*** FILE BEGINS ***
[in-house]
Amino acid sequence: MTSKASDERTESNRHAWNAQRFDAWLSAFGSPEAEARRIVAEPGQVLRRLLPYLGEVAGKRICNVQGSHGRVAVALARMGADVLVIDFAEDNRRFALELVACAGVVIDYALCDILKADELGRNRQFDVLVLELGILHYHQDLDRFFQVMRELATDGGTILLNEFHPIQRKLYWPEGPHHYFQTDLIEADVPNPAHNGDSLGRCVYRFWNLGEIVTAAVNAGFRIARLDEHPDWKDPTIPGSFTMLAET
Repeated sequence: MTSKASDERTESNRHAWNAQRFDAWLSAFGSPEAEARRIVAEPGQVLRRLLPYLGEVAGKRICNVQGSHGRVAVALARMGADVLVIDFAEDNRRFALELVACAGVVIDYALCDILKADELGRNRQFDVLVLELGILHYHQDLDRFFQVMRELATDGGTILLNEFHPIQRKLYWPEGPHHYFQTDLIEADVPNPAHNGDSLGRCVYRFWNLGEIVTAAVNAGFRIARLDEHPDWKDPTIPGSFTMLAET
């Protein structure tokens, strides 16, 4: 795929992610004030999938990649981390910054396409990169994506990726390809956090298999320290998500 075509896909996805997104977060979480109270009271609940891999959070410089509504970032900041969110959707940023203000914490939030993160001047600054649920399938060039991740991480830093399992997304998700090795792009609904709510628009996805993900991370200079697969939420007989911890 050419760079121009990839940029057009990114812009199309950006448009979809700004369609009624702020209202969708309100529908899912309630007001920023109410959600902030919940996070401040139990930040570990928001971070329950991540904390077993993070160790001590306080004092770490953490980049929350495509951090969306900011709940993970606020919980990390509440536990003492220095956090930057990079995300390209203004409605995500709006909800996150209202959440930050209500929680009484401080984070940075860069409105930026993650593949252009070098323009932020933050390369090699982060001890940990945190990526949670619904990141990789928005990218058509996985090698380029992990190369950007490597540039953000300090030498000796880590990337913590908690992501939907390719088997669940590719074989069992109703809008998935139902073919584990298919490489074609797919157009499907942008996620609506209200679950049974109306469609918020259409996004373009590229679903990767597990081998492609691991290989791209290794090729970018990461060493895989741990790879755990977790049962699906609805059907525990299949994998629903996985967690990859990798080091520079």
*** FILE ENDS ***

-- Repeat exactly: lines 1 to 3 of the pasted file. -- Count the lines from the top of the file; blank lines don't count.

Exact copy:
[in-house]
Amino acid sequence: MTSKASDERTESNRHAWNAQRFDAWLSAFGSPEAEARRIVAEPGQVLRRLLPYLGEVAGKRICNVQGSHGRVAVALARMGADVLVIDFAEDNRRFALELVACAGVVIDYALCDILKADELGRNRQFDVLVLELGILHYHQDLDRFFQVMRELATDGGTILLNEFHPIQRKLYWPEGPHHYFQTDLIEADVPNPAHNGDSLGRCVYRFWNLGEIVTAAVNAGFRIARLDEHPDWKDPTIPGSFTMLAET
Repeated sequence: MTSKASDERTESNRHAWNAQRFDAWLSAFGSPEAEARRIVAEPGQVLRRLLPYLGEVAGKRICNVQGSHGRVAVALARMGADVLVIDFAEDNRRFALELVACAGVVIDYALCDILKADELGRNRQFDVLVLELGILHYHQDLDRFFQVMRELATDGGTILLNEFHPIQRKLYWPEGPHHYFQTDLIEADVPNPAHNGDSLGRCVYRFWNLGEIVTAAVNAGFRIARLDEHPDWKDPTIPGSFTMLAET